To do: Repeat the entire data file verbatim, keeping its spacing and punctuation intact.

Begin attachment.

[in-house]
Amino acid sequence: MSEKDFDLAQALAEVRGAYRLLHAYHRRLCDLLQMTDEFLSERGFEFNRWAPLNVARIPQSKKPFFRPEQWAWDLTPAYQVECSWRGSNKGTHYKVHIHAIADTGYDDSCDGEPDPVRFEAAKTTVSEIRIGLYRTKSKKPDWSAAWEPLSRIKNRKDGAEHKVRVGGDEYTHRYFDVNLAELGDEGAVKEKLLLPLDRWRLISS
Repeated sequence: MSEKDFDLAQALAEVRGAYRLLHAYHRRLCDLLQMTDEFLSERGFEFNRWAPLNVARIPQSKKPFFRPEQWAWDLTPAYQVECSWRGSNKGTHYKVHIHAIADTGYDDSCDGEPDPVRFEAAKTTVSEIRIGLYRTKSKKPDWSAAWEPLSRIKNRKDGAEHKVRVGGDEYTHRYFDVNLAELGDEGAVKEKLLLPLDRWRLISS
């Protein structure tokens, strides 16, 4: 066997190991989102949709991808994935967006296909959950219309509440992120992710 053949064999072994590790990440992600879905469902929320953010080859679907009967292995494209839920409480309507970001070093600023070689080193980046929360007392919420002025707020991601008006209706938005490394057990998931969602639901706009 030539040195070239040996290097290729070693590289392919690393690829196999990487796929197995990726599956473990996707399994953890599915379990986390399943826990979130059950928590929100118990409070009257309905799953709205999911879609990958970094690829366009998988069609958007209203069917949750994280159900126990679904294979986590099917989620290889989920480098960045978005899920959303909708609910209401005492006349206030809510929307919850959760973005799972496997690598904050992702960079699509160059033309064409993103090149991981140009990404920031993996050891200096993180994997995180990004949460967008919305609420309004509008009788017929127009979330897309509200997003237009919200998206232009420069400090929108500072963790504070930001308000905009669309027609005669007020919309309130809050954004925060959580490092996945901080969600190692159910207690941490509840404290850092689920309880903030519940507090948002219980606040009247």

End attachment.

[in-house]
Amino acid sequence: MSEKDFDLAQALAEVRGAYRLLHAYHRRLCDLLQMTDEFLSERGFEFNRWAPLNVARIPQSKKPFFRPEQWAWDLTPAYQVECSWRGSNKGTHYKVHIHAIADTGYDDSCDGEPDPVRFEAAKTTVSEIRIGLYRTKSKKPDWSAAWEPLSRIKNRKDGAEHKVRVGGDEYTHRYFDVNLAELGDEGAVKEKLLLPLDRWRLISS
Repeated sequence: MSEKDFDLAQALAEVRGAYRLLHAYHRRLCDLLQMTDEFLSERGFEFNRWAPLNVARIPQSKKPFFRPEQWAWDLTPAYQVECSWRGSNKGTHYKVHIHAIADTGYDDSCDGEPDPVRFEAAKTTVSEIRIGLYRTKSKKPDWSAAWEPLSRIKNRKDGAEHKVRVGGDEYTHRYFDVNLAELGDEGAVKEKLLLPLDRWRLISS
């Protein structure tokens, strides 16, 4: 066997190991989102949709991808994935967006296909959950219309509440992120992710 053949064999072994590790990440992600879905469902929320953010080859679907009967292995494209839920409480309507970001070093600023070689080193980046929360007392919420002025707020991601008006209706938005490394057990998931969602639901706009 030539040195070239040996290097290729070693590289392919690393690829196999990487796929197995990726599956473990996707399994953890599915379990986390399943826990979130059950928590929100118990409070009257309905799953709205999911879609990958970094690829366009998988069609958007209203069917949750994280159900126990679904294979986590099917989620290889989920480098960045978005899920959303909708609910209401005492006349206030809510929307919850959760973005799972496997690598904050992702960079699509160059033309064409993103090149991981140009990404920031993996050891200096993180994997995180990004949460967008919305609420309004509008009788017929127009979330897309509200997003237009919200998206232009420069400090929108500072963790504070930001308000905009669309027609005669007020919309309130809050954004925060959580490092996945901080969600190692159910207690941490509840404290850092689920309880903030519940507090948002219980606040009247």